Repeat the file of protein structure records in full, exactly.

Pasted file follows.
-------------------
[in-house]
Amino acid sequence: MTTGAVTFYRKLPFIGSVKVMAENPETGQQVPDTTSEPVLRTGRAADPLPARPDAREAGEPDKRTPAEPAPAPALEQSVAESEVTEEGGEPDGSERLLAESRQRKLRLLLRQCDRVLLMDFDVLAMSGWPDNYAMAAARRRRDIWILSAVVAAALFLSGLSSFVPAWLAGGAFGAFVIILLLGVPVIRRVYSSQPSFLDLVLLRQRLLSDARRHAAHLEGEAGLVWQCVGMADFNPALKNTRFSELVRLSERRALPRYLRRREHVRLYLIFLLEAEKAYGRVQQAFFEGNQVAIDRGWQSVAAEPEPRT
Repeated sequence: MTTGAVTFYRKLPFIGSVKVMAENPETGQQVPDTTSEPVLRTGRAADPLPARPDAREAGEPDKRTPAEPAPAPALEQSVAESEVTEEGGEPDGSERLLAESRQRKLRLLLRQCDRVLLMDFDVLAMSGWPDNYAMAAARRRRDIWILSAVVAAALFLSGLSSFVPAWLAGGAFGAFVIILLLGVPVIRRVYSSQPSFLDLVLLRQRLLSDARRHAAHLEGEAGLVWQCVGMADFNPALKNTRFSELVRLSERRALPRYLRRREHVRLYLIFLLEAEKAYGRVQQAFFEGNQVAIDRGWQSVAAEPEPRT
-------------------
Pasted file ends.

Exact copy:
[in-house]
Amino acid sequence: MTTGAVTFYRKLPFIGSVKVMAENPETGQQVPDTTSEPVLRTGRAADPLPARPDAREAGEPDKRTPAEPAPAPALEQSVAESEVTEEGGEPDGSERLLAESRQRKLRLLLRQCDRVLLMDFDVLAMSGWPDNYAMAAARRRRDIWILSAVVAAALFLSGLSSFVPAWLAGGAFGAFVIILLLGVPVIRRVYSSQPSFLDLVLLRQRLLSDARRHAAHLEGEAGLVWQCVGMADFNPALKNTRFSELVRLSERRALPRYLRRREHVRLYLIFLLEAEKAYGRVQQAFFEGNQVAIDRGWQSVAAEPEPRT
Repeated sequence: MTTGAVTFYRKLPFIGSVKVMAENPETGQQVPDTTSEPVLRTGRAADPLPARPDAREAGEPDKRTPAEPAPAPALEQSVAESEVTEEGGEPDGSERLLAESRQRKLRLLLRQCDRVLLMDFDVLAMSGWPDNYAMAAARRRRDIWILSAVVAAALFLSGLSSFVPAWLAGGAFGAFVIILLLGVPVIRRVYSSQPSFLDLVLLRQRLLSDARRHAAHLEGEAGLVWQCVGMADFNPALKNTRFSELVRLSERRALPRYLRRREHVRLYLIFLLEAEKAYGRVQQAFFEGNQVAIDRGWQSVAAEPEPRT